The opinion of the court was delivered by: Honorable Bernard A. Friedman United States District Judge
OPINION AND ORDER OF SUMMARY DISMISSAL
The Court has before it Plaintiff Jakesha Davis' pro se civil rights complaint filed pursuant to 42 U.S.C.§ 1983. Plaintiff is a state prisoner currently confined at the Huron Valley Women's Complex in Ypsilanti, Michigan. Having reviewed plaintiff's complaint, the Court dismisses it with prejudice for failing to state a claim upon which relief can be granted.
Plaintiff has been allowed to proceed without prepayment of fees. See 28 § U.S.C. 1915(a); McGore v. Wrigglesworth, 114 F. 3d 601, 604 (6th Cir. 1997). However, 28 U.S.C. § 1915(e)(2)(B) states:
Notwithstanding any filing fee, or any portion thereof, that may have been paid, the court shall dismiss the case at any time if the court determines that:
(B) the action or appeal:
(i) is frivolous or malicious;
(ii) fails to state a claim on which relief may be granted; or
(iii) seeks monetary relief against a defendant who is immune from such relief.
A complaint is frivolous if it lacks an arguable basis in law or fact. Neitzke v. Williams, 490 U.S. 319, 325 (1989); see also Denton v. Hernandez, 504 U.S. 25, 32 (1992). Sua sponte dismissal is appropriate if the complaint lacks an arguable basis when filed. McGore, 114 F. 3d at 612; Goodell v. Anthony, 157 F. Supp. 2d 796, 799 (E.D. Mich. 2001).
To establish a prima facie case under 42 U.S.C. § 1983, a civil rights plaintiff must establish that: (1) the defendant acted under color of state law; and (2) the offending conduct deprived the plaintiff of rights secured by federal law. Bloch v. Ribar, 156 F. 3d 673, 677 (6th Cir. 1998)(citing Parratt v. Taylor, 451 U.S. 527, 535 (1981)). "If a plaintiff fails to make a showing on any essential element of a § 1983 claim, it must fail." Redding v. St. Reward, 241 F. 3d 530, 532 (6th Cir. 2001).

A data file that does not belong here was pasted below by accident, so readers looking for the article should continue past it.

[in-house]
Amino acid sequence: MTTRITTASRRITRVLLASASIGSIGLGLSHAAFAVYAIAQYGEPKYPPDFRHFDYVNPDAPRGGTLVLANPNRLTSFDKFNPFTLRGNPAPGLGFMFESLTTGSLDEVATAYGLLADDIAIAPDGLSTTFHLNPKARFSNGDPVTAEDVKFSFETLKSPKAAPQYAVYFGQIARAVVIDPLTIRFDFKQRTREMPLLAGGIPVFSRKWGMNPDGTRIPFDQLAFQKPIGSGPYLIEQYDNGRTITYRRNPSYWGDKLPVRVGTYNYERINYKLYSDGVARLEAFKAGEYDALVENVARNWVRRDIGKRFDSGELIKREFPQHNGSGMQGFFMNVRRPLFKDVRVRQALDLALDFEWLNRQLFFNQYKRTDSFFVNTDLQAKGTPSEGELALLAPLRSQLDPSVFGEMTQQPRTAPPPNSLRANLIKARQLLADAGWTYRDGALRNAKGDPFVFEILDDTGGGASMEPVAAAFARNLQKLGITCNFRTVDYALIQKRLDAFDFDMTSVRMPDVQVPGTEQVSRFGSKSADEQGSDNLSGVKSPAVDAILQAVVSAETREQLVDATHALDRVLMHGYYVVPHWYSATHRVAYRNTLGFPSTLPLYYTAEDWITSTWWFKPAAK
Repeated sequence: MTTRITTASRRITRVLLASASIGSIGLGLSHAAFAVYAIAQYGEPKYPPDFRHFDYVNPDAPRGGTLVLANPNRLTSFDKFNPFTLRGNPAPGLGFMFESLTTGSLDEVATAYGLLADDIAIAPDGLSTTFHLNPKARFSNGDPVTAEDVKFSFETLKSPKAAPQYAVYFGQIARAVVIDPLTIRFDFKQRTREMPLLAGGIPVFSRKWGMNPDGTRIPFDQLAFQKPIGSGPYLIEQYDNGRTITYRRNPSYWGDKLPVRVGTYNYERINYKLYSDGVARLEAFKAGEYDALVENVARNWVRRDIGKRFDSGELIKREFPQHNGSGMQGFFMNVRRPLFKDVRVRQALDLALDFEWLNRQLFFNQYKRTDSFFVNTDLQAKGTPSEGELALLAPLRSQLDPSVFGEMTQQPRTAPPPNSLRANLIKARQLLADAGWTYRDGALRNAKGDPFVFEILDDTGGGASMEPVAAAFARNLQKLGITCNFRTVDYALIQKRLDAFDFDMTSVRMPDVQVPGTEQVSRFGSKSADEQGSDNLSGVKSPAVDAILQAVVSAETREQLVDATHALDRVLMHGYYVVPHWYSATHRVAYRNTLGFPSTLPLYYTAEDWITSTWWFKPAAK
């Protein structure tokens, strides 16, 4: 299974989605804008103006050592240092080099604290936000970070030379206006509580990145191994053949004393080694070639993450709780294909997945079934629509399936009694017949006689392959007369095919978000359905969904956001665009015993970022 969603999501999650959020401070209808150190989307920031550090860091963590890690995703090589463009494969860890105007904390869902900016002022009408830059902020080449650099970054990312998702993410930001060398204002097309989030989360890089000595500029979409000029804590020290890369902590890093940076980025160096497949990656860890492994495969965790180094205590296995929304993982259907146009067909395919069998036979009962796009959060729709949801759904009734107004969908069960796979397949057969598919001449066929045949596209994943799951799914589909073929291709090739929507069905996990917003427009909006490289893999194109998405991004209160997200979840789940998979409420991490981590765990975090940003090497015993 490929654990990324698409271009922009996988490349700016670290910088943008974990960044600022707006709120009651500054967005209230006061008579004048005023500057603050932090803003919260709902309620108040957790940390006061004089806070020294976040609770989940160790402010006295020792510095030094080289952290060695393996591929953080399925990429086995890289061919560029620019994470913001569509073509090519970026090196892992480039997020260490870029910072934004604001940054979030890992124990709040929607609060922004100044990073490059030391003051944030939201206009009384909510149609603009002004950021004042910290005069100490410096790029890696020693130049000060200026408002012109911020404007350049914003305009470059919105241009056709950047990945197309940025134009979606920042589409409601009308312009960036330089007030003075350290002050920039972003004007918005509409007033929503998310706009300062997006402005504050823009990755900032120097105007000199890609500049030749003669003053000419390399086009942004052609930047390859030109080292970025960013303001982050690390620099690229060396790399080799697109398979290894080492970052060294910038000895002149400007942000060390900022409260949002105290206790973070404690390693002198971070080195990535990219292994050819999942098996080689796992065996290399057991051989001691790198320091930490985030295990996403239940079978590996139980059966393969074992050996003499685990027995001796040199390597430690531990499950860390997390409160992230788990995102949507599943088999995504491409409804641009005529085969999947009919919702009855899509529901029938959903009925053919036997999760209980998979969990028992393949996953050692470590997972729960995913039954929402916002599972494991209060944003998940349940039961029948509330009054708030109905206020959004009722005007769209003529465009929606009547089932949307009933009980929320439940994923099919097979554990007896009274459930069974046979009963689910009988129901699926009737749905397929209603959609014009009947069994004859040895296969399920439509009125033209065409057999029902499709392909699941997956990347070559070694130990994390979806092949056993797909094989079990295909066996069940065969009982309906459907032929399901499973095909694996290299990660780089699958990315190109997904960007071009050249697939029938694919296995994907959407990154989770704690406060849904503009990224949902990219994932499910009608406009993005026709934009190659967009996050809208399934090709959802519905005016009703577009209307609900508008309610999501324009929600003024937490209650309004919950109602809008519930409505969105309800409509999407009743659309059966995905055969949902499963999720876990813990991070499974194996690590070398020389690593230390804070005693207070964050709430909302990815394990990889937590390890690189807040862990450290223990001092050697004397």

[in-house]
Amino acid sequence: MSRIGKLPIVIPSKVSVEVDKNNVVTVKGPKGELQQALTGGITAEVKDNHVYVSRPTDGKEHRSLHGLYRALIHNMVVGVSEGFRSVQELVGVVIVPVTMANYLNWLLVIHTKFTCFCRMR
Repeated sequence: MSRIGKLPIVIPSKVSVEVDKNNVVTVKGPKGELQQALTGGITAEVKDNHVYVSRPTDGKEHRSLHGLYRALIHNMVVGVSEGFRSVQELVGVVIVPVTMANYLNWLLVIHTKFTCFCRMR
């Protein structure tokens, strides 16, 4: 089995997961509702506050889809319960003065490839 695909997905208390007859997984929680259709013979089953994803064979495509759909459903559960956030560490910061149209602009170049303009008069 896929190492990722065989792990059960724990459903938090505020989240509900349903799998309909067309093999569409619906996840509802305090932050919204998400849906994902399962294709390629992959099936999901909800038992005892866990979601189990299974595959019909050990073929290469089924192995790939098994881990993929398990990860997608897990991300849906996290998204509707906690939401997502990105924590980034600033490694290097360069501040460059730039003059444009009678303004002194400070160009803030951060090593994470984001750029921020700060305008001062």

Plaintiff alleges that she was stopped and arrested for an armed robbery in the City of Eastpointe, Michigan on April 7, 2008. Plaintiff contends that the defendant, a male police officer with the Eastpointe Police Department, violated her constitutional rights by searching her subsequent to her arrest, arguing that as a female suspect she should have been searched by a female police officer. Plaintiff further claims that she was never told that she was formally under arrest and was never informed of the reasons for her arrest until her arraignment. Plaintiff finally alleges that the defendant violated her constitutional rights by taping her without her knowledge or consent. Although plaintiff does not indicate whether she was ultimately convicted of any charges arising from this incident, the Michigan Department of Corrections' Offender Tracking Information System (OTIS), which this Court is permitted to take judicial notice of, See Ward v. Wolfenbarger,323 F. Supp. 2d 818, 821, n. 3 (E.D. Mich. 2004), indicates ...